And anyway, we've tried temporary worker programs before. (Hat tip to Powerline)
The problem is that we have unsuccessfully tried this approach before, from 1942 to 1964, with the so-called braceros - the hired "arms" from Mexico. Various programs to bring Mexican laborers across the border were initially small, supposedly temporary and aimed only at alleviating wartime shortages of labor.And the current Senate plan is inviting an influx of immigration that could overwhelm the system.
But some 4 million braceros later, the idea of guest workers had evolved into a huge labor exchange, delivering hardworking, and very cheap, farmworkers to American employers, most of them large agribusiness concerns.
3. Greater employer accountability and harder to fake documentation. Mostly I'm with him here, except that there's really no pressure on employers now, so "more" enforcement or accountability is relative.
4. No amnesty, but no mass deportations. We all realize that trying to deport all the people currently here illegally isn't practical, and certainly most people are sensitive to the realities of those people's lives. The places they would have to return to, and the families and lives they have developed here.
Bush is sending a message here, I think, to the Senate, whose plan (see above) calls for some of the undocumented workers who have been here over 2 years a path to citizenship. Which is amnesty.
5. Assimilation and English as the language that immigrants must learn to become citizens. This should be a no-brainer, and yet so many public and government signage and documentation is displayed in Spanish as well as English. It's nice that waccommodatemodate visitors to our great nation, but for the sake of unity there should be one language officially.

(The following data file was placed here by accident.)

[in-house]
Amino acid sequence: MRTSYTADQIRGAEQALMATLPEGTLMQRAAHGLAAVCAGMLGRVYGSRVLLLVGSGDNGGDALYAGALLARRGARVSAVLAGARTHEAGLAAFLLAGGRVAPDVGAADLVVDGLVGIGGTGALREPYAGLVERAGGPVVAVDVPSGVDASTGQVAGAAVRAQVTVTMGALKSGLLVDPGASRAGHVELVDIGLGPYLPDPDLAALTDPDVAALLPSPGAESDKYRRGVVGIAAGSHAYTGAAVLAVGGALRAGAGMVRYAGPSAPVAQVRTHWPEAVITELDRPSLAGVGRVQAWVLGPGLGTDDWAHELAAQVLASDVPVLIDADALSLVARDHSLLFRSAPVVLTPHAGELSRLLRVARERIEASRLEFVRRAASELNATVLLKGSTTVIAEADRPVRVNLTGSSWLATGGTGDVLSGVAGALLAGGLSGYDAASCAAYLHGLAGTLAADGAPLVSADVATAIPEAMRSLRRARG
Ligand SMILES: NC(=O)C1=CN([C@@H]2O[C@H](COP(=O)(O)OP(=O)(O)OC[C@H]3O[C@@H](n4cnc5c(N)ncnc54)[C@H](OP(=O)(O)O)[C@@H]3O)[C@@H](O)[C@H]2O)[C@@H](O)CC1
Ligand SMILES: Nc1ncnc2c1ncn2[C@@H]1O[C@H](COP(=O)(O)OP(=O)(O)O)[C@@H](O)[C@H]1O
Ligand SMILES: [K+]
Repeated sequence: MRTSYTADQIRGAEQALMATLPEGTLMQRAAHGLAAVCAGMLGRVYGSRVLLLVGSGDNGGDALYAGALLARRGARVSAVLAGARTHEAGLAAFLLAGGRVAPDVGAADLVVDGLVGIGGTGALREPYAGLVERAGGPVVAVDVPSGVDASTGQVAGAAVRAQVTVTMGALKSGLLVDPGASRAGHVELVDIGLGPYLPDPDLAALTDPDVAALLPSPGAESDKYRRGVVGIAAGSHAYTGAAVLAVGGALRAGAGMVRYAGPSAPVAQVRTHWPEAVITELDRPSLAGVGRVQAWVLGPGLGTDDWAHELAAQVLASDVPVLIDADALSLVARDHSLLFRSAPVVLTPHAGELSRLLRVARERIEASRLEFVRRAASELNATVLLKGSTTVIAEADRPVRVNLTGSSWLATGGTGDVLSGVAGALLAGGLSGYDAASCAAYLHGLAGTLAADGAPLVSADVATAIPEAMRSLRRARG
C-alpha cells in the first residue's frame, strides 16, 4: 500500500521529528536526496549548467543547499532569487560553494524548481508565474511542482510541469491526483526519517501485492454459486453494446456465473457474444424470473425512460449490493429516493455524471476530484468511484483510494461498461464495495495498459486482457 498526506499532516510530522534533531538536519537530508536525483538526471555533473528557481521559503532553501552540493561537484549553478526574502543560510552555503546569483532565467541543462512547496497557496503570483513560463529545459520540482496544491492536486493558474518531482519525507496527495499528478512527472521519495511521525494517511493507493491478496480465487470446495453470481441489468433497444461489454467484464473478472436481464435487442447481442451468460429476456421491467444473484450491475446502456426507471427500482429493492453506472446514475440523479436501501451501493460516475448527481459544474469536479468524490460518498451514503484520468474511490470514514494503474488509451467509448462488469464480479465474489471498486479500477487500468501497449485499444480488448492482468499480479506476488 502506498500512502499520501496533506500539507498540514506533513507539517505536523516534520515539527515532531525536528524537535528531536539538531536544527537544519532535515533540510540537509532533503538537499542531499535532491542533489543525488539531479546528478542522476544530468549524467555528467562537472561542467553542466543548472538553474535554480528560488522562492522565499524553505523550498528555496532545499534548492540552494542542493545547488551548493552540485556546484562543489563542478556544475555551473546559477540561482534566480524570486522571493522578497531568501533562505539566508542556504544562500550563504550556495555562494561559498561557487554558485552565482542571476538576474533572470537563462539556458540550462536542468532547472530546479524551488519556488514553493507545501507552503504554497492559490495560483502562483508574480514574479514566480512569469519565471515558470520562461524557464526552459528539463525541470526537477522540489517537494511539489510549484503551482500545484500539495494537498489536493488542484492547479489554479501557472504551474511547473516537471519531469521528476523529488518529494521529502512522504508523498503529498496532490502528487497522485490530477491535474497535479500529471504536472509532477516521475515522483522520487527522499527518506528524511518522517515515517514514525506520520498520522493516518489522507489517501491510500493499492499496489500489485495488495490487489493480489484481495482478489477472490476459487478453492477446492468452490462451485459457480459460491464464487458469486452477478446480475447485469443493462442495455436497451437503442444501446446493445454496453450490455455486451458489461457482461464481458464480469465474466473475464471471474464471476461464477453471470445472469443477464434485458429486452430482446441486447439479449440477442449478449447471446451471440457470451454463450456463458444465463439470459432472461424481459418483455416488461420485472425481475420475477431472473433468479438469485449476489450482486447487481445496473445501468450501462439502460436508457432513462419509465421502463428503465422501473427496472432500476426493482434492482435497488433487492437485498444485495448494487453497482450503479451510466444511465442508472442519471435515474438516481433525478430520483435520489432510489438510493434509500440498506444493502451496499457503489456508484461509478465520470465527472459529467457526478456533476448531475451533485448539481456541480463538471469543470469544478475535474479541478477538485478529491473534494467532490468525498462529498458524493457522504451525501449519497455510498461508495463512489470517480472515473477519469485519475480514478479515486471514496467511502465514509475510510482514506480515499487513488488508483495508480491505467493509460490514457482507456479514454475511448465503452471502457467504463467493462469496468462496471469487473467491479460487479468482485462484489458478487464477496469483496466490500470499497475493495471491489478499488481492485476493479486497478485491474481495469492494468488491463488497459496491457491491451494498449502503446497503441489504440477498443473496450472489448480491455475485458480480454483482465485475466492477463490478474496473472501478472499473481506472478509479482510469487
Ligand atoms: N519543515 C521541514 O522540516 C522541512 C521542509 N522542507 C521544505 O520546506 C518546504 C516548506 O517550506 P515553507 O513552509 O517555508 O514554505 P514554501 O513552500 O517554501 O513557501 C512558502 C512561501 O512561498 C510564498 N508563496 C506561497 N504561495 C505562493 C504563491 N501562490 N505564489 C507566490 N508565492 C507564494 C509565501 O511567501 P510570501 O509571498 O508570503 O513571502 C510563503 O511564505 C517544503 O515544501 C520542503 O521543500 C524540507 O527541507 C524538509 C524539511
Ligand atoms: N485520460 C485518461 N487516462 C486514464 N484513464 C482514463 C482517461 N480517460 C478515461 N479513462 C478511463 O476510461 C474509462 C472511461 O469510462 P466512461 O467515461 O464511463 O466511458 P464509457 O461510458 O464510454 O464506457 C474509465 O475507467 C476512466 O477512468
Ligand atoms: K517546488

I don't really see what the President is proposing here. What is the Senate supposed to do here?
All and all a positive step forward. Now we have to wait for the bloviated chambers of Congress to all agree on something. I hope it's somewhere in the ballpark of what the President is proposing here.
Instapundit: "My prediction: Over the next few weeks, lots of back-and-forth with Congress (this is an opening bid), ending with no guest worker program and with a slightly-less-open
There are lots of people not expecting much from Congress on this, including me.
Powerline: "Bush blew it."
Ed Morrissey: "President Bush tried reaching for the center -- a position he has occupied on this issue all along. He tried a one-from-column-A, two-from-column-B approach that probably will leave all sides more or less dissatisfied. His declaration that catch-and-release would end was the most welcome news in the entire speech."
Tony Snow (White House Press Secretary): "This is an act of leadership. The fact is, the President is going to give a speech that is based on what he thinks is important, and these are his real passions. If he wanted simply to give a speech to mollify any given voting block, it would be a much different kind of speech. Instead what he's -- you've heard him talk about this in the past. He has very strong passions about it."